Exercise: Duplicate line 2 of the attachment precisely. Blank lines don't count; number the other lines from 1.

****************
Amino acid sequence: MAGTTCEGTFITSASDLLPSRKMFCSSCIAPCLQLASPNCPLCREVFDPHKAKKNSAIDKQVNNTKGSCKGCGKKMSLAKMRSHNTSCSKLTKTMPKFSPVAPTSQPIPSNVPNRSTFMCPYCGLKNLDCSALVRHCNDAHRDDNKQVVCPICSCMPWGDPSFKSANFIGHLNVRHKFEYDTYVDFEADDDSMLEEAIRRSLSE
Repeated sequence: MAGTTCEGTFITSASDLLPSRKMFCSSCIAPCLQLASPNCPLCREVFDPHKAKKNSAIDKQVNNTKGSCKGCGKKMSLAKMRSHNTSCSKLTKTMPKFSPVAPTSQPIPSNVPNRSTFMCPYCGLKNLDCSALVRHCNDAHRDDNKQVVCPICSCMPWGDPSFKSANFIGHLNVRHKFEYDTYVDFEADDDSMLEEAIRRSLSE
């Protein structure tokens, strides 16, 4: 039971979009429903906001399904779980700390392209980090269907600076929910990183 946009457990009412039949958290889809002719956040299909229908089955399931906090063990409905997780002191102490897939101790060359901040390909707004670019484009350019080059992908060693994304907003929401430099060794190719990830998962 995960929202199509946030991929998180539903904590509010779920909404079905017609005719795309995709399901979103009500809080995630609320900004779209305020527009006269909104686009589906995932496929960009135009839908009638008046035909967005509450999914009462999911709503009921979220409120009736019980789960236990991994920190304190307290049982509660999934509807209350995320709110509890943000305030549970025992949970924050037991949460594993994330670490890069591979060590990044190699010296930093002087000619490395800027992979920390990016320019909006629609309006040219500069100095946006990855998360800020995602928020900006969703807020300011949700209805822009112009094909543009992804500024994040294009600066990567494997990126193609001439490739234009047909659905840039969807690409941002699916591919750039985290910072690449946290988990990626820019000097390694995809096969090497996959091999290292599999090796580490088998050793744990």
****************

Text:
Repeated sequence: MAGTTCEGTFITSASDLLPSRKMFCSSCIAPCLQLASPNCPLCREVFDPHKAKKNSAIDKQVNNTKGSCKGCGKKMSLAKMRSHNTSCSKLTKTMPKFSPVAPTSQPIPSNVPNRSTFMCPYCGLKNLDCSALVRHCNDAHRDDNKQVVCPICSCMPWGDPSFKSANFIGHLNVRHKFEYDTYVDFEADDDSMLEEAIRRSLSE